Expect an appeal of a decision against the law forbidding physician-assisted suicide in Canada.
The momentous ruling Friday by B.C. Supreme Court judge Lynn Smith would likely be appealed whichever way it went.
As it is, she upheld a challenge by three plaintiffs because the law’s provisions “unjustifiably infringe the equality rights” of one of the trio as well as “the rights to life, liberty and security” of the other two.
If law is expected to mirror the values of the people to whom it applies, it’s hard to accept a continuation of the status quo.
For example, 21 per cent of respondents in a Forum Research survey of Canadians in December opposed physician-assisted suicide and 12 per cent said they had no opinion. Sixty-seven per cent said they support physician-assisted suicide.
Tell that to the B.C. and Canadian governments, whose lawyers vigourously argued for assisted suicide to remain punishable by as much as 14 years in prison.
In addition to the religious beliefs that are at the heart of much of the opposition are other legitimate considerations.
Would legalizing or decriminalizing doctor-assisted suicide result in abuse of the aged and vulnerable? Would the decision cause a “slippery slope” that would lead to other rulings that could undermine the sanctity of life? Those are only two valid concerns.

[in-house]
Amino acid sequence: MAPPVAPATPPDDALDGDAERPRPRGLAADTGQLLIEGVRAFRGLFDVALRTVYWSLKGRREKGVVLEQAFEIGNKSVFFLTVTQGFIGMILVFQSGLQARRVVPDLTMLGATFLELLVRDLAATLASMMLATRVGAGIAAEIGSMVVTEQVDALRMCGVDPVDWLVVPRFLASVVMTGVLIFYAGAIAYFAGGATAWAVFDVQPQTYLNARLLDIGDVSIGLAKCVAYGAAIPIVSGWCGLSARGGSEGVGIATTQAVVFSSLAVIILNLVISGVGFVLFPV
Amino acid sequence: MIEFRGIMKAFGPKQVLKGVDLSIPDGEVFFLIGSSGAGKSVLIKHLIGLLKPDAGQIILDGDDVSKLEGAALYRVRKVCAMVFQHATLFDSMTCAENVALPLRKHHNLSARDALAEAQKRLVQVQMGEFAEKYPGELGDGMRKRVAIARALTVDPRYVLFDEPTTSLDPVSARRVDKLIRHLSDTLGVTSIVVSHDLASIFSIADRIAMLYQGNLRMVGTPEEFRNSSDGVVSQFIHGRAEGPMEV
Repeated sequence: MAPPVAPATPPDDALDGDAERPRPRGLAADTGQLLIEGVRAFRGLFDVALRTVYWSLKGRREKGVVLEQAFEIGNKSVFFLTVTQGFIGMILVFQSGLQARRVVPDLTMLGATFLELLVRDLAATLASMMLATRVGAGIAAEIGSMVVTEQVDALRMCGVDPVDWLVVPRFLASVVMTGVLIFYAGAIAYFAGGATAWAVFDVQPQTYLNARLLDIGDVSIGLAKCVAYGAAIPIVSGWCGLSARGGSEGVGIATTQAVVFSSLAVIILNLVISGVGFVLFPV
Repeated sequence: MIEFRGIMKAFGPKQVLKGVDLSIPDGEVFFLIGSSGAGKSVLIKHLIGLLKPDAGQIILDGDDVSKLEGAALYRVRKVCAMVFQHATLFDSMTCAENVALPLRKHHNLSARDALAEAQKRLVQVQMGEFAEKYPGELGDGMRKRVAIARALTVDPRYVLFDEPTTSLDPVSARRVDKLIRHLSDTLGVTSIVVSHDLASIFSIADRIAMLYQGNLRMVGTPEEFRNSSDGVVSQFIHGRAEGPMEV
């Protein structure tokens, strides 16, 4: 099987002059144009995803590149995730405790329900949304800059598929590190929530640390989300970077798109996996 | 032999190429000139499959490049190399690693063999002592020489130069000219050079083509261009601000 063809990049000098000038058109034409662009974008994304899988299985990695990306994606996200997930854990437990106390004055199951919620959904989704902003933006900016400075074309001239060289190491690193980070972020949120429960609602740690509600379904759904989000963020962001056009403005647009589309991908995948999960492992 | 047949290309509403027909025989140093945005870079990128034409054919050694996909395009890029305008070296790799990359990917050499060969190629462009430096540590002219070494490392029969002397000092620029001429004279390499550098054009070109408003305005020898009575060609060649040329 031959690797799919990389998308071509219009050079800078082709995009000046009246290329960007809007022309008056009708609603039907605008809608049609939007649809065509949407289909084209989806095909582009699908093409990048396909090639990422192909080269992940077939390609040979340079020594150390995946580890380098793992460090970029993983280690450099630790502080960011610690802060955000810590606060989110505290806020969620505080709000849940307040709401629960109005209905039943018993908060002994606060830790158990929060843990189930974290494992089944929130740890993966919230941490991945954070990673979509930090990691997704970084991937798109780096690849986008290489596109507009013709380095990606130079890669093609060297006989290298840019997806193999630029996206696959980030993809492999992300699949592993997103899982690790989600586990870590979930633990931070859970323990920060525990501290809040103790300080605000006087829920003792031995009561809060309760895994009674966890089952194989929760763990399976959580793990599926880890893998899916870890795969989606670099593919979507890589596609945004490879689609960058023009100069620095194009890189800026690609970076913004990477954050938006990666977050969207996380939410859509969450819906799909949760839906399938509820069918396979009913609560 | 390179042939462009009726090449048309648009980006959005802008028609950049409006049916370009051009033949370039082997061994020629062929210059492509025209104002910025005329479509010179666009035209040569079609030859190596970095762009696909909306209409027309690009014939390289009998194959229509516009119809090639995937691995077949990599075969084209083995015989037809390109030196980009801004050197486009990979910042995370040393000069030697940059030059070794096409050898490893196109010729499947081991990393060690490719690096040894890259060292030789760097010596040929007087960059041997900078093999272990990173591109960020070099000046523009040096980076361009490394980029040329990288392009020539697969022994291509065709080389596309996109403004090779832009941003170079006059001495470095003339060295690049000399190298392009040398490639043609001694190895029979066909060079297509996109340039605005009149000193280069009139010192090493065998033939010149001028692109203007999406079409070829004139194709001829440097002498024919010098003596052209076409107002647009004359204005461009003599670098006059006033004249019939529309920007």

In spite of astounding medical advances, people still die agonizing deaths from afflictions such as Lou Gehrig’s Disease, with no hope of cure or much relief.
Should society legally or morally have the right to tell you or a loved one in this frightful predicament that — in spite of being informed, mentally competent and not coerced — that you must continue to suffer against your wishes?
The judge wisely gave governments a year before her ruling takes effect. May they use the time to wrestle honestly and fairly with this weighty matter that no doubt gave Justice Smith some sleepless nights.